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Elections without Citizenry Engagement is a Democratic Fallacy- Civil Society Expert

Our usual way of thinking has it that democracy connotes to holding periodical elections and permitting free speech.

Mathias Kamp, a civil society expert with Konrad Adenauer Stiftung (KAS) country representative has said without constant engagement between the citizenry and government it remains a fallacy.

He made these remarks while speaking at an open government workshop under the auspices of the Government Citizen Interaction Centre (GCIC) held at Mestil Hotel in Kampala.

“It’s exactly not about citizens casting their votes every five years and then government goes about their business based on that mandate…. it is about the identification of the people with what is happening in the political sphere,” he points out.

As such, Kamp insists that key emphasis should be placed on enlisting citizens’ views about a wide range of societal issues and postulate solutions to their concerns. Kamp says this is an essential component if government is to be held accountable and monitored effectively.

“In Project management we always talk about monitoring and evaluation and checking for results. And everybody thinks first about accountability. So we have to monitor, evaluate so that we can show what we are doing with donor funding and so on,” Kamp explains.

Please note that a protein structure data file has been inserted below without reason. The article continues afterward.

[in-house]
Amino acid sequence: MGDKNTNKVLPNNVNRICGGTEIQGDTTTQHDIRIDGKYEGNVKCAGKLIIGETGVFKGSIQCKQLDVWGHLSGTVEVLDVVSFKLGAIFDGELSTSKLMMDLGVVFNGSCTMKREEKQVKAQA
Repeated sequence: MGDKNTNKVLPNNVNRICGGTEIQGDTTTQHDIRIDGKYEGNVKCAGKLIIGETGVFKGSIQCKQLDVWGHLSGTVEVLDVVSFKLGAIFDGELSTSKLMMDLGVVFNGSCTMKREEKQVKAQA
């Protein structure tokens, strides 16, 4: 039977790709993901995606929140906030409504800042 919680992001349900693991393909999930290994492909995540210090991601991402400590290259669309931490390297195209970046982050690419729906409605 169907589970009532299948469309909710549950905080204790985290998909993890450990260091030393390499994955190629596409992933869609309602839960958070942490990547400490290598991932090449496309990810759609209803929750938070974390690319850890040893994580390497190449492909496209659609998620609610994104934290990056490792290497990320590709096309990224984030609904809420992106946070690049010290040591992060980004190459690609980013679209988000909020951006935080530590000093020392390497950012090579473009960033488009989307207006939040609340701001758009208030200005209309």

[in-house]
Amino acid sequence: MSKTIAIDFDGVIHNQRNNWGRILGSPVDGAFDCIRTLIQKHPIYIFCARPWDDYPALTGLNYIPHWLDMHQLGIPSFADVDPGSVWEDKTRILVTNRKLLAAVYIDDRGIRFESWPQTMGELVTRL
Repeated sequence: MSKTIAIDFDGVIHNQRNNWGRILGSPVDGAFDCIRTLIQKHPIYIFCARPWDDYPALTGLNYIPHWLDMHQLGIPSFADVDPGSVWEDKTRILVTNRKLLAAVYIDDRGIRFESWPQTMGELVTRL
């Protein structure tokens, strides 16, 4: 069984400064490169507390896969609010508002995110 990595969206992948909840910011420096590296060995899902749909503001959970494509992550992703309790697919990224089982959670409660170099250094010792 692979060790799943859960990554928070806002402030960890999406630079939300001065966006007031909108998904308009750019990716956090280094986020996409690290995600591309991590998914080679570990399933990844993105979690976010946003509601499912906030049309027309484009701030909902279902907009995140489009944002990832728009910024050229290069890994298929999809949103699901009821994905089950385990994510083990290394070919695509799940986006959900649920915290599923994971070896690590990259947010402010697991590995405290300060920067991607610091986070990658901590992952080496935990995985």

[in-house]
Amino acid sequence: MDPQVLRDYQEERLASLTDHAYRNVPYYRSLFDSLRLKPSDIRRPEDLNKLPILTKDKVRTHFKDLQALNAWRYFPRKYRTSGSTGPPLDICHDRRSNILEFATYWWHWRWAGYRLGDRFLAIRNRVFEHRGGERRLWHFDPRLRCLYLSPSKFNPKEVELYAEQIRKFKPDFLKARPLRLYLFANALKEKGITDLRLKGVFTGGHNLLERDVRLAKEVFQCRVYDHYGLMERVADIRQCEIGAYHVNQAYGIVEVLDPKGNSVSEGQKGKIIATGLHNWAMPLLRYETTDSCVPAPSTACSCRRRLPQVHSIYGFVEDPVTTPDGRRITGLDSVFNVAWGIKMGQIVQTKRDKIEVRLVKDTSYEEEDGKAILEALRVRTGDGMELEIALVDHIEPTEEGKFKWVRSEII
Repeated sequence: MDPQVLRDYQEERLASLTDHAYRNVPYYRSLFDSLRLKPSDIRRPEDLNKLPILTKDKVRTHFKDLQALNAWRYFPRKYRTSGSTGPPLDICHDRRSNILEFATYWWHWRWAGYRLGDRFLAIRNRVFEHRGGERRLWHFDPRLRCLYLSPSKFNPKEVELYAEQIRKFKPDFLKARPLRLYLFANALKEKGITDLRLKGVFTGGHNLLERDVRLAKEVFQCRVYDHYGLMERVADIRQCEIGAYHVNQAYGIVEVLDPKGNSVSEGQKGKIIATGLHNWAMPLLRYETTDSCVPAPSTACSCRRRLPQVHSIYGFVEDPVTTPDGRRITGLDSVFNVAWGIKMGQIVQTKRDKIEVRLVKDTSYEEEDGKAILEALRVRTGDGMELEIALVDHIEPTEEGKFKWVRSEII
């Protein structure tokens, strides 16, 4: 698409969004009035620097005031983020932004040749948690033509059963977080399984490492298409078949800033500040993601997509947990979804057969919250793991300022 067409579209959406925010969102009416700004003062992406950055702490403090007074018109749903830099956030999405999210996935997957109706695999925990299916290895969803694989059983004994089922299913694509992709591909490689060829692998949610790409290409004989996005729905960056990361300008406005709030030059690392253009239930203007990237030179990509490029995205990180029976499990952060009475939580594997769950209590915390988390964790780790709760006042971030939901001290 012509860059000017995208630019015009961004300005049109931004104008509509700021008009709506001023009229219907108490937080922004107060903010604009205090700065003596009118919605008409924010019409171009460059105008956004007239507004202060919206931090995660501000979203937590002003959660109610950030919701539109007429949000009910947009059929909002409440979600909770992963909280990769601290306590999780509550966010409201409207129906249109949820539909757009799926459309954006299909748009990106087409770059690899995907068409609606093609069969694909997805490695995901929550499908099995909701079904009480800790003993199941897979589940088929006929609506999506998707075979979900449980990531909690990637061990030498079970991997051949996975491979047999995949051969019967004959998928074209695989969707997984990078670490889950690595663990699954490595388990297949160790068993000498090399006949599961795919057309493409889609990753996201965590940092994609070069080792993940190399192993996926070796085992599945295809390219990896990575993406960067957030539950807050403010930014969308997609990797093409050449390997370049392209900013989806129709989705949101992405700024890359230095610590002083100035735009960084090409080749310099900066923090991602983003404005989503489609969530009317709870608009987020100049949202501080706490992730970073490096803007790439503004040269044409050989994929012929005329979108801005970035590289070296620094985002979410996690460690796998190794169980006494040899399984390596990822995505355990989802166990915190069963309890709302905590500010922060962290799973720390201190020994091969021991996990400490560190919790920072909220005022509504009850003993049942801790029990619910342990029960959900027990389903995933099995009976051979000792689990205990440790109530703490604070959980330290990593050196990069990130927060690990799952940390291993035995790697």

At the tail end, he urged government not to ignore digital technologies but harness their positive potentials to create better linkages with the populace.

On her part, Mary Karooro Okurut, the Minister of General Duties assured of elevated management and allocation of public resources with the automation of government entities.

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“Approximately, 248 Gov’t websites and 297 applications are in place. ICT has enabled government to accelerate the use of websites as tools for dissemination of information and service provision. This has transformed and eased access to service delivery,” she says.

In order to effectively encourage open dialogue, Awel Uwihanganye, the GCIC head says government has enacted the 900-toll free number through which citizens can provide timely feedback to queries on service delivery.

According to the United Nations E- Government survey of 2018, Uganda’s online service index improved from 50% in 2016 to 57% in 2018, which puts the country in the high online service index bracket.

The UN survey further indicates that Uganda’s E-Gov’t development index (EGDI) improved from 36% in 2016 to 41% in 2018 which is above the African average of 34%.

 

 

 

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